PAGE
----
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Hollywood stars don’t drop by Stephen Colbert’s “Late Show” couch because they miss the far-left host.
It’s the same reason they chat up “Ellen,” lip sync with Jimmy Fallon and field queries from dozens of journalists.
They’re pushing a product.
Lately, they do something else while promoting their latest film, TV show or book. They directly insult the audience, the people they’re purportedly trying to woo.
Elizabeth Banks is the latest example. The comedy actress turned director took charge of the dormant “Charlie’s Angels” franchise. That meant she did more than direct, write and co-star in the movie. She promoted it across media outlets.
“Come see my movie!” Simple, right. Or so one would think.
Instead, she turned her promotional tour into a woke-a-thon, complete with lectures for those unsure we needed a third “Charlie’s Angels” movie. First, she insulted her audience by saying they only see female-led superhero films because they’re … superhero films.
“They’ll go and see a comic book movie with Wonder Woman and Captain Marvel because that’s a male genre,” Banks told the Sun. “So even though those are movies about women, they put them in the context of feeding the larger comic book world, so it’s all about, yes, you’re watching a Wonder Woman movie but we’re setting up three other characters or we’re setting up ‘Justice League.’”
Later, she slammed imaginary “trolls” with imaginary concerns about a female-centric film.
“Of course, those trolls are horrifying, but you know, I challenge them to get up and make a f***ing action movie. I welcome any of them into my realm.”
“Charlies’s Angels” flopped with a paltry $8.4 million opening weekend.
Banks was far from alone in attacking potential customers.
Director Tim Miller of “Deadpool” fame took over the “Terminator” franchise with “Dark Fate.” Earlier this year the studios behind it released a picture of three stars from the film – all women in a purposely tough posture. That apparently angered some franchise fans, some of whom wondered where the series’ star, Arnold Schwarzenegger was. Here’s how Miller responded to those critical of one part of that trio, new franchise player Mackenzie Davis:
“If you’re at all enlightened, she’ll play like gangbusters. If you’re a closet misogynist, she’ll scare the f–k out of you, because she’s tough and strong but very feminine. We did not trade certain gender traits for others; she’s just very strong, and that frightens some dudes. You can see online the responses to some of the early s–t that’s out there, trolls on the internet. I don’t give a f–k.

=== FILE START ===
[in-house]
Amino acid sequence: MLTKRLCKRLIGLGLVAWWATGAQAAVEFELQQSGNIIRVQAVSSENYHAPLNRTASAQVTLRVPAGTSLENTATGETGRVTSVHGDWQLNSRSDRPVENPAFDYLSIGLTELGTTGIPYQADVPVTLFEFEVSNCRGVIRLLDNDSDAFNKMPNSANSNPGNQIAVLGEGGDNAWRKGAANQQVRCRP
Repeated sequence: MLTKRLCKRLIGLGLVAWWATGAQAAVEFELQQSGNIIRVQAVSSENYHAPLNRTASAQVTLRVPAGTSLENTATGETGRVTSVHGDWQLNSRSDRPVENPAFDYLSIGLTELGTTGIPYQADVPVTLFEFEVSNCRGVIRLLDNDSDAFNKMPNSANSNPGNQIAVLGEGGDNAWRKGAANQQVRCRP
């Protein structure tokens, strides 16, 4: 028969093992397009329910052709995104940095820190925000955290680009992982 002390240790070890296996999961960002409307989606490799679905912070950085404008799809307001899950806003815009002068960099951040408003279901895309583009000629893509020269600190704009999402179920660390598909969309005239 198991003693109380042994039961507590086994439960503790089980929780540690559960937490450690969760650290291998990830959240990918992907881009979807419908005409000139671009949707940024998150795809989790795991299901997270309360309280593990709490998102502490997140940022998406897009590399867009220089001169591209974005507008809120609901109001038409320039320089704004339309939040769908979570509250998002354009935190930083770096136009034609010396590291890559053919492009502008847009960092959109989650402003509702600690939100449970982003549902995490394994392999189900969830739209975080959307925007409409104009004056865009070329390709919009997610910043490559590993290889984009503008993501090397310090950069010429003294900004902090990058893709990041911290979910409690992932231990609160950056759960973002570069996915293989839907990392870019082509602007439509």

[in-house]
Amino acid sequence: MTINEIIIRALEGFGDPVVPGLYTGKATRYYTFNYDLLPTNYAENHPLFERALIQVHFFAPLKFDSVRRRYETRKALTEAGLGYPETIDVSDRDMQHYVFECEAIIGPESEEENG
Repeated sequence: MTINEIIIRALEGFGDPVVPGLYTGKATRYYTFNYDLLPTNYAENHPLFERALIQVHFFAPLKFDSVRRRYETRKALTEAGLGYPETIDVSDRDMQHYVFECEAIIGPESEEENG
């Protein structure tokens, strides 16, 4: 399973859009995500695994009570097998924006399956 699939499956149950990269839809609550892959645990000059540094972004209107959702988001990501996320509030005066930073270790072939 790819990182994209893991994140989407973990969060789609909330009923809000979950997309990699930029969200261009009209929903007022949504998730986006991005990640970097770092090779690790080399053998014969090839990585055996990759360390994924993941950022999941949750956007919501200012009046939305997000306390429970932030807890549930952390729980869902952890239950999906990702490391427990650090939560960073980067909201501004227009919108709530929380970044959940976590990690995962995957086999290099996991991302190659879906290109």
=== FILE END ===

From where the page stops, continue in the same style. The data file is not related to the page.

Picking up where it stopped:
Audiences didn’t give a bleep, either. The film unofficially killed the franchise, losing the studios tied to the film roughly $100 million.
Samuel L. Jackson directly attacked Trump fans, who presumably buy movie tickets like anyone else, during the runup to “Captain Marvel.” He said he doesn’t care if fans boycott his films for his political views, except he said so in Sam Jackson-speak.
“If you never went to another movie I did in my life, I’m not going to lose any money. I already cashed that check. F*** you. Burn up my videotapes. I don’t give a f***.”
The bullet proof MCU had his back. “Captain Marvel” scored an impressive $426 million box office haul.
Jackson’s rant echoed sentiments from late-night liberals like Jimmy Kimmel and Seth Meyers. Both far-left hosts essentially told Trump fans not to watch their respective shows. Meyers weighed in on Eminem discounting Trump fans as potential customers.
The “SNL” alum is on the same page.
“Get off the fence. Do you support him or do you support this show, that constantly mocks and denigrates everything about him? I know it’s a tough call, but the time has come to make a decision. Now, I’m not much of a rapper, but here it goes. My name is Seth and I’m here to say, if you like Trump, then go away.”
Kimmel, when asked if his far-left views might alienate some audience members he quipped “not good riddance … but riddance.”
The trend started before President Donald Trump shocked the world by beating Hillary Clinton three years ago. Sony Rothman, the head of Sony, literally cursed out moviegoers skeptical of the gender-swap “Ghostbusters” reboot.
Rothman egged on the film’s skeptics rather than attempting to win them over. “Can we please get some more haters to say stupid things?” he said at the time.
The reboot flopped, costing Sony a reported $70 million.
Today’s stars go to great lengths to promote their projects. Think of all that time in airports, the necessary Uber rides and the days away from friends and family.
This reporter once interviewed Dwayne Johnson on his tour to promote 2004’s “Walking Tall.” He submitted to 22 interviews in a single day to drum up support for the film.
It’s not ditch-digging, but it’s still a workout.
Lately, some stars don’t mind pushing some fans far, far away in the process.